Today AWS has launched Amazon ElastiCache, a new service that makes it easy to add distributed in-memory caching to any application. Amazon ElastiCache handles the complexity of creating, scaling and managing an in-memory cache to free up brainpower for more differentiating activities. There are many success stories about the effectiveness of caching in many different scenarios; next to helping applications achieving fast and predictable performance, it often protects databases from requests bursts and brownouts under overload conditions. Systems that make extensive use of caching almost all report a significant reduction in the cost of their database tier. Given the widespread use of caching in many of the applications in the AWS Cloud, a caching service had been high on the request list of our customers.
Caching has become a standard component in many applications to achieve a fast and predictable performance, but maintaining a collection of cache servers in a reliable and scalable manner is not a simple task. These efforts clearly fall into the category of "operational muck", but given the widespread usage of caching, maintenance of cache servers is no longer a differentiator and everyone will have to uptake it as the "costs of doing business". Amazon ElastiCache takes away many of the headaches of deploying, operating and scaling the caching infrastructure. A Cache Cluster, which is a set of collaborating Cache Nodes, can be started in minutes. Scaling the total memory in the Cache Cluster is under complete control of the customers as Caching Nodes can be added and deleted on demand. Amazon Cloudwatch can be used to get detailed metrics about the performance of the Cache Nodes. Amazon ElastiCache automatically detects and replaces failed Cache Nodes to protect the cluster from those failure scenarios. Access to the Cache Cluster is controlled using Cache Security Groups giving customers full control over which application components can access which Cache Cluster.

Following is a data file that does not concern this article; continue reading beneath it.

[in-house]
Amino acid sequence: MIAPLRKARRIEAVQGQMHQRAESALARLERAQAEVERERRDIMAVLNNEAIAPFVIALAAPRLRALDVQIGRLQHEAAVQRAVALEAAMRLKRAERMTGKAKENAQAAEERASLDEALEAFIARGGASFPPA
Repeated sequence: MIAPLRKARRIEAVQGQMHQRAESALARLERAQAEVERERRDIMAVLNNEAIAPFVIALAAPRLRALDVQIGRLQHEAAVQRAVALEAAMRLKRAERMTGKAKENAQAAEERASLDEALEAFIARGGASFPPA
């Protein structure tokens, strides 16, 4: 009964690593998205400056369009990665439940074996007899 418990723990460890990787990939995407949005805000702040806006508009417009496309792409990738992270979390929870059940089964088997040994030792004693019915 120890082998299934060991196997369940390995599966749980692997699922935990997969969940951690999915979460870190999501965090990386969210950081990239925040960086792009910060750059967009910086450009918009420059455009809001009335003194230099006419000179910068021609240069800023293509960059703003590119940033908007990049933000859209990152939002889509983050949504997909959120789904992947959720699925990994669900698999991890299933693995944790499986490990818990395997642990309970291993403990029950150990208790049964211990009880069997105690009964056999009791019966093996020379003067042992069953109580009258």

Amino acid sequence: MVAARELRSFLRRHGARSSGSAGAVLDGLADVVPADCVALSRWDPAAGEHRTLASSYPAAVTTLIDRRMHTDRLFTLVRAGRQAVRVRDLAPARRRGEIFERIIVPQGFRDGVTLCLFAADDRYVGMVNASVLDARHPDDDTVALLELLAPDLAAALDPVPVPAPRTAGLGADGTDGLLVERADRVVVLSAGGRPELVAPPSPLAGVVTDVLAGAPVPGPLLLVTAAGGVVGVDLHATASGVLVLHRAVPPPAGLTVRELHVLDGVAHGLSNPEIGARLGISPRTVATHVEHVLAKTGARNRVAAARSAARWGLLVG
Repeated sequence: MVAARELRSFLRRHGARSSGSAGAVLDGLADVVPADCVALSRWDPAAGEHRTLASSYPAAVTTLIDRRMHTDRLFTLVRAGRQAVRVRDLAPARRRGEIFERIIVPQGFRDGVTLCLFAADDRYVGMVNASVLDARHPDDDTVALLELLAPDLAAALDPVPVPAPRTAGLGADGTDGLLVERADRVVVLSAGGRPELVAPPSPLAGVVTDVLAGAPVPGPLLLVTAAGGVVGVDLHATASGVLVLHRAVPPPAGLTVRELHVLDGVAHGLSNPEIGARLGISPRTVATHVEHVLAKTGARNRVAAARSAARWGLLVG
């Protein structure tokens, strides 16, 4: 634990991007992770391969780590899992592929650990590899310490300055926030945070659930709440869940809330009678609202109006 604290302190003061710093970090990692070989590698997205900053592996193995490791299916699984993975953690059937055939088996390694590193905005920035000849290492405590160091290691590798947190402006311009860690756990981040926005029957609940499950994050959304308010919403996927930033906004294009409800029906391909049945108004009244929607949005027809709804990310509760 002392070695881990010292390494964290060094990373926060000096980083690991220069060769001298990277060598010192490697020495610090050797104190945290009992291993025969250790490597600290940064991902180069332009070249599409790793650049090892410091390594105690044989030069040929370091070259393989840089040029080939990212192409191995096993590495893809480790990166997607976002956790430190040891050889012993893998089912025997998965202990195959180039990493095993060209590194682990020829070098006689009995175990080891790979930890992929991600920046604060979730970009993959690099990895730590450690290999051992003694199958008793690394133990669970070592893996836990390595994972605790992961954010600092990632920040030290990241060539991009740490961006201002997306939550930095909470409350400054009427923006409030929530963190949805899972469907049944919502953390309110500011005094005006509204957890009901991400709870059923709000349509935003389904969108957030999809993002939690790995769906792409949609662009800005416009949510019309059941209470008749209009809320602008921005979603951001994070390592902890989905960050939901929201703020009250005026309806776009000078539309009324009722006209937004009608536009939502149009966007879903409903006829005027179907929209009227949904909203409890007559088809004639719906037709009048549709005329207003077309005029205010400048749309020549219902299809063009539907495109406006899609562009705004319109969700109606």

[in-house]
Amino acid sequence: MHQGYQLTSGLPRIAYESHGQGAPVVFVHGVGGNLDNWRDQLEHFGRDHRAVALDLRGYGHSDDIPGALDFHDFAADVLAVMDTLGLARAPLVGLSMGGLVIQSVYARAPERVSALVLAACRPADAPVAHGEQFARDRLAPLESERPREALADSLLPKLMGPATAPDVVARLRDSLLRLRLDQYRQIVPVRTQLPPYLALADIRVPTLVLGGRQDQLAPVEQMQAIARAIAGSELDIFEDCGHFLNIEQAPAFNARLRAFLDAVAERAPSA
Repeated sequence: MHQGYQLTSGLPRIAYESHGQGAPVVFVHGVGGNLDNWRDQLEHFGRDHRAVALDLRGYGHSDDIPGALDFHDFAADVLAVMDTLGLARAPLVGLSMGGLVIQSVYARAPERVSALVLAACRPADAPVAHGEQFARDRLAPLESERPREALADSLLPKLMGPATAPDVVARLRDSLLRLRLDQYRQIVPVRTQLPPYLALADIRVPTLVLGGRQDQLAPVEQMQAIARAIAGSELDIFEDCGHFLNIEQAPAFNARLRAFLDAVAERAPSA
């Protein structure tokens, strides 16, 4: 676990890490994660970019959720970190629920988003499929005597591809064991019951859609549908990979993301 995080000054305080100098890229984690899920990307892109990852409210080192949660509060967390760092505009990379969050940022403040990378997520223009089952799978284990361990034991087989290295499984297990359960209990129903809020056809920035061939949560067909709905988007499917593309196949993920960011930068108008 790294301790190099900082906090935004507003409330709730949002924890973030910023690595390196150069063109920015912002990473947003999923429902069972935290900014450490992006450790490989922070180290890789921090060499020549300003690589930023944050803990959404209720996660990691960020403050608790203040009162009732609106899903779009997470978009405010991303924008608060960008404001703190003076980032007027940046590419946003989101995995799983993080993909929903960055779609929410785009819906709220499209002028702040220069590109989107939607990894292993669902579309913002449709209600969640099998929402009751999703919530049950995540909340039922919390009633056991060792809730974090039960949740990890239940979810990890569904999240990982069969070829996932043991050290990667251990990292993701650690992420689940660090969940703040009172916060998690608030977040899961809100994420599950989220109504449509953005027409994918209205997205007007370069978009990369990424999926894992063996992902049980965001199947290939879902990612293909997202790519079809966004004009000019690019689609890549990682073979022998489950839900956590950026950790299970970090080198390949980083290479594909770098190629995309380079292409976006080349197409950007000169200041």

Amazon ElastiCache is compliant with Memcached, which makes it easy for developers who are already familiar with that system to start using the service immediately. Existing applications, tools and libraries that are using a Memcached environment can simply switch over to using Amazon ElastiCache without much effort.
For more details on Amazon ElastiCache visit the detail page of the service. For more hands-on information and to get started right away, see Jeff Barr's posting on the AWS Developer Blog. Please note that Amazon ElastiCache is currently available in the US East (Virginia) Region. It will be available in other AWS Regions in the coming months.